Brian Coward is not what most people imagine when they think of a “college student.” Thirty-six years old, African American, from a low-income family in rural North Carolina, he tried college right out of high school, earning an associate degree in automotive systems. His passion was detailing cars, but the business he started after college failed to take off, and his degree didn’t help much when he tried to get a toehold in the region’s scattered meatpacking and assembly plants.
So last year, when he heard that his alma mater Lenoir Community College was launching a “manufacturing academy”—a short, nondegree, evening program supported by several companies in the area—he jumped at the chance. When he finished the course 13 weeks later, he landed his dream job as a composite technician for Spirit AeroSystems, the county’s premier manufacturing firm, producing state-of-the-art airplane parts for Airbus.
Mr. Coward’s experience and the now nearly decade-old relationship between Spirit AeroSystems and Lenoir Community College point to a new model of career preparation emerging nationwide. Programs vary widely. There’s no one-size-fits-all template. But the common feature is a short, career-focused program, often not credit-bearing, offered by a college working hand-in-hand with a local company or companies. The payoff for students, especially older students like Mr. Coward, is that they can acquire the skills they need for a job decoupled from the general education courses they would need for an associate degree.
Many educators are skeptical, but proponents see these decoupled options as a logical next step for the nation’s 1,100 community colleges—just the innovation they need to stay relevant in a changing economy.
Locally rooted and often modest in size, two-year public colleges educate more people each year than coding boot camps, apprenticeship programs, and government job training combined—more than 12 million students, compared to just 17,000 at boot camps and 160,000 in government training programs. Job training options are proliferating, particularly in the private sector, as employers across the country scramble to find the talent they need in a tight labor market. But many companies are choosing to partner with community colleges, which are often the most convenient and experienced training providers available.
The problem is that community colleges are highly uneven in quality. Many take on too many missions—traditional academic education, workforce training, remedial courses—and end up doing nothing well. Graduation rates are abysmal: even after six years, fewer than 40 percent of students earn a degree. Some schools have traditionally put a premium on preparing students for careers in nursing, the construction trades, and law enforcement, among other fields. But even for these schools, the new model emerging at Lenoir and elsewhere often represents a dramatic shift.
Among the most significant and controversial features of the new programs: many trainees don’t aim to earn degrees.
Most community colleges maintain nondegree “continuing education” or “workforce” divisions that offer courses à la carte and outside the usual semester schedule. Like much vocational education, they’re often seen as second-tier, especially in recent years as the nation doubled down on four-year college for everyone. Students in noncredit programs are not generally eligible for Pell Grants or other Title IV funding. The path to further postsecondary education can be murky or nonexistent. And programs vary widely, from career education for in-demand jobs to casual, recreational courses.
Yet the nondegree division is often the natural partner for a company in search of a training provider. Noncredit programs don’t have to answer to a faculty committee or accreditor, so they can respond more quickly and nimbly to the needs of an employer partner. And according to proponents, this is critical for effective cooperation. It puts the company in the driver’s seat.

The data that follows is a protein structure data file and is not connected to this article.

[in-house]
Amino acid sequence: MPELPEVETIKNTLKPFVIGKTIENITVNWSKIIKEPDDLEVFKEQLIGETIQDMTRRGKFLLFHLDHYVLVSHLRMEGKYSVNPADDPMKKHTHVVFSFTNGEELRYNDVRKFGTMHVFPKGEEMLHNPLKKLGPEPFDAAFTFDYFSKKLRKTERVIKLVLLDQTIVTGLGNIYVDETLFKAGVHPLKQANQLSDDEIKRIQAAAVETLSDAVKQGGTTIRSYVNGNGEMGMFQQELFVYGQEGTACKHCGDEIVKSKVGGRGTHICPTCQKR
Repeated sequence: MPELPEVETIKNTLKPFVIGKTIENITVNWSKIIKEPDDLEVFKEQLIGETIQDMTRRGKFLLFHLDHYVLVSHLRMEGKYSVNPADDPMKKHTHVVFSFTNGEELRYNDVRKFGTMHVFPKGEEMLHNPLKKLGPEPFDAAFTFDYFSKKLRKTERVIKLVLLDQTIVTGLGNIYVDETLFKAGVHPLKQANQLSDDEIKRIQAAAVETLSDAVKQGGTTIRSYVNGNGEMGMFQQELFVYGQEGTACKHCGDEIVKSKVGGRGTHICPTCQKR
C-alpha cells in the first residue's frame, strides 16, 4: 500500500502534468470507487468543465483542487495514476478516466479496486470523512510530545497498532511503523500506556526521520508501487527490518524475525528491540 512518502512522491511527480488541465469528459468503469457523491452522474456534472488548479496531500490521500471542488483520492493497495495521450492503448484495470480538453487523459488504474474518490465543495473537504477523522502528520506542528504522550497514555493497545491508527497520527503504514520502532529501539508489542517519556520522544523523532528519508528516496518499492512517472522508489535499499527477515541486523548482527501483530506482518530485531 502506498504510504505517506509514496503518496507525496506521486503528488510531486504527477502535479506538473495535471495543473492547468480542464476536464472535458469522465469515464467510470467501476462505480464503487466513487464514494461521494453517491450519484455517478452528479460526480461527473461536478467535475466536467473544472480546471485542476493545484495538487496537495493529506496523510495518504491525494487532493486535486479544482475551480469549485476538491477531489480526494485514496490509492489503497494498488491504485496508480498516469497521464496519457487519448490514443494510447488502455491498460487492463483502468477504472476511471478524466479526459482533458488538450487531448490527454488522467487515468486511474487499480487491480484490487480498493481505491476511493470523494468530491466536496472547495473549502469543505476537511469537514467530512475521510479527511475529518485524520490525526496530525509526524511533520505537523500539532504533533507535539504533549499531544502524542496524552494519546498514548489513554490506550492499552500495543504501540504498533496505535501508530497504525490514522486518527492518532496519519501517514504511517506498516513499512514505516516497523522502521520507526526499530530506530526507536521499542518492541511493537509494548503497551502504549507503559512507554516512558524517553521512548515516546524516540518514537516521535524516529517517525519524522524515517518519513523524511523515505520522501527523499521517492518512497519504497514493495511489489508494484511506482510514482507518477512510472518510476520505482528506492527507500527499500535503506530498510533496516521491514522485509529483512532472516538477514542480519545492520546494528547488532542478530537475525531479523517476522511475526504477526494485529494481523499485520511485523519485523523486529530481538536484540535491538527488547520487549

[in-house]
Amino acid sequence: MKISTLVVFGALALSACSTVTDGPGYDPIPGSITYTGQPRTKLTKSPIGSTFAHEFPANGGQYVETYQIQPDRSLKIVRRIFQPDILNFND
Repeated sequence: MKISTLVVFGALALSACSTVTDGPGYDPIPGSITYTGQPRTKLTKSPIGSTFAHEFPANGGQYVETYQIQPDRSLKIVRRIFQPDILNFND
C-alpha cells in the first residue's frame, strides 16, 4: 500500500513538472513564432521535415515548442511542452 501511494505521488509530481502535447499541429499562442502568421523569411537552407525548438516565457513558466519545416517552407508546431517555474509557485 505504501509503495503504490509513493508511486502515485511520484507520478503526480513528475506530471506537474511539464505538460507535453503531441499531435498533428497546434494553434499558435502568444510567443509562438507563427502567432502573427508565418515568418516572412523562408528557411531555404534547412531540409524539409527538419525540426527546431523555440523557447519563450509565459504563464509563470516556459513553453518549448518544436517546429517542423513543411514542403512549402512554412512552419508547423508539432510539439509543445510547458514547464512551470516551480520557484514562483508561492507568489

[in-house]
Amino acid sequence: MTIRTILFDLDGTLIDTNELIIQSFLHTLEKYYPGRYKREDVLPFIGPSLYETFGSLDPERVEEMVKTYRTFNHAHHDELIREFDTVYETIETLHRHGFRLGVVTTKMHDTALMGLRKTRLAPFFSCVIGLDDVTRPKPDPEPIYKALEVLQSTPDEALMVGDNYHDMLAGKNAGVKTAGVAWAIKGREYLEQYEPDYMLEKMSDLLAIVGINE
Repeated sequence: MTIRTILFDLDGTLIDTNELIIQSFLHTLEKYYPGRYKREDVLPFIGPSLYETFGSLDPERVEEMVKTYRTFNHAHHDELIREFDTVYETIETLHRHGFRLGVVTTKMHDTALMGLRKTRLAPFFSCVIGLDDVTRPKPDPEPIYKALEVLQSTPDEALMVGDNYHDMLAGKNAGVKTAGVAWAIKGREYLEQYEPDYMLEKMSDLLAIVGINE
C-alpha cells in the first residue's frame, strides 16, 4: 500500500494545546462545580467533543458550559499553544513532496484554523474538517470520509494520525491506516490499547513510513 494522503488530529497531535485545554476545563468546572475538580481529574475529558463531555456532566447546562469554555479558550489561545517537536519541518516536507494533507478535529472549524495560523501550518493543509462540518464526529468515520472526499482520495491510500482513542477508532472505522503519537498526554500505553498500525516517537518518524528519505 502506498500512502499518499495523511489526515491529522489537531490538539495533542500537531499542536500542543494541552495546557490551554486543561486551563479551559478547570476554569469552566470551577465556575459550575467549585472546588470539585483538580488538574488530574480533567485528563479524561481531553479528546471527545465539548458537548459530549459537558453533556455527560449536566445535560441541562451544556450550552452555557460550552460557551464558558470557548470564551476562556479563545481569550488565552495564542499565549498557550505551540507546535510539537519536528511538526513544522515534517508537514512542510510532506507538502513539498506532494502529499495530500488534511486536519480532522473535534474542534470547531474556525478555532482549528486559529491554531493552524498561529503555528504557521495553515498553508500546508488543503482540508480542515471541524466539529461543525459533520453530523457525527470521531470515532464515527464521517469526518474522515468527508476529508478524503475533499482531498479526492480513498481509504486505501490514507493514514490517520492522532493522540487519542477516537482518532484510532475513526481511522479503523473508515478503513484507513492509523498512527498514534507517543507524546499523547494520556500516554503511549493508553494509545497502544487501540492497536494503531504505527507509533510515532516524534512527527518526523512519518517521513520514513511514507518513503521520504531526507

Today’s new employer partnerships build on an older model of collaboration: “customized” training contracts between noncredit departments and companies seeking to school workers in a new technology or firm-specific skill. But programs like the Lenoir Community College manufacturing academy modify the old approach in a number of important ways. They often serve more than one employer, teach skills in demand across an industry, and are open to any students who apply, not just those designated by the client company.
When decoupled offerings work, they can be an all-around win for the company, the college and students. “Not every student needs the whole package,” explains Chauncy Lennon, Lumina Foundation vice president for the future of learning and work. “These programs let you purchase what you need when you need it to enter the workforce and start earning.”
To what extent are these new nondegree offerings driving change at community colleges? With more and more companies and colleges partnering to offer nondegree training, will this lead eventually to a shift of focus away from traditional academic preparation for transfer to a four-year institution—or even a new mission that prioritizes in-demand skills rather than academic degrees? It’s too soon to tell, but changes afoot at Lenoir Community College and other campuses suggest this could be so.
A State-Brokered Educator-Employer Partnership
Like many new-style nondegree programs, Lenoir’s manufacturing academy goes back to a more traditional kind of educator-employer partnership. The state of North Carolina originally brought company and college together as part of the incentives package that lured Spirit AeroSystems, a global manufacturer based in Wichita, Kansas, to North Carolina in 2010. The firm considered several locations across the U.S., promising to invest some $570 million and create 1,000 jobs. But everywhere it looked, it faced the same challenge: recruiting a skilled workforce.
According to the Bureau of Labor Statistics, 484,000 manufacturing jobs stand empty today. Over the decade ending in 2025, Deloitte and the Manufacturing Institute predict that the industry will need to fill some 3.5 million positions and as many as 2 million of them may go unfilled because of a shortage of skilled workers. Spirit wrestles with this problem at all its plants. North Carolina offered to pay to train a first cohort of workers if the firm built a facility in the state, as long as instruction was provided by a nearby community college.
Both company and college leapt at the opportunity. Lenoir administrators traveled to Wichita. They borrowed ideas from a Kansas college already training for the company. Personnel from Spirit and Lenoir worked together to customize curriculum. The college hired and trained additional faculty, then recruited and screened the first class of students for a 120-hour nondegree course in “aerospace manufacturing readiness.”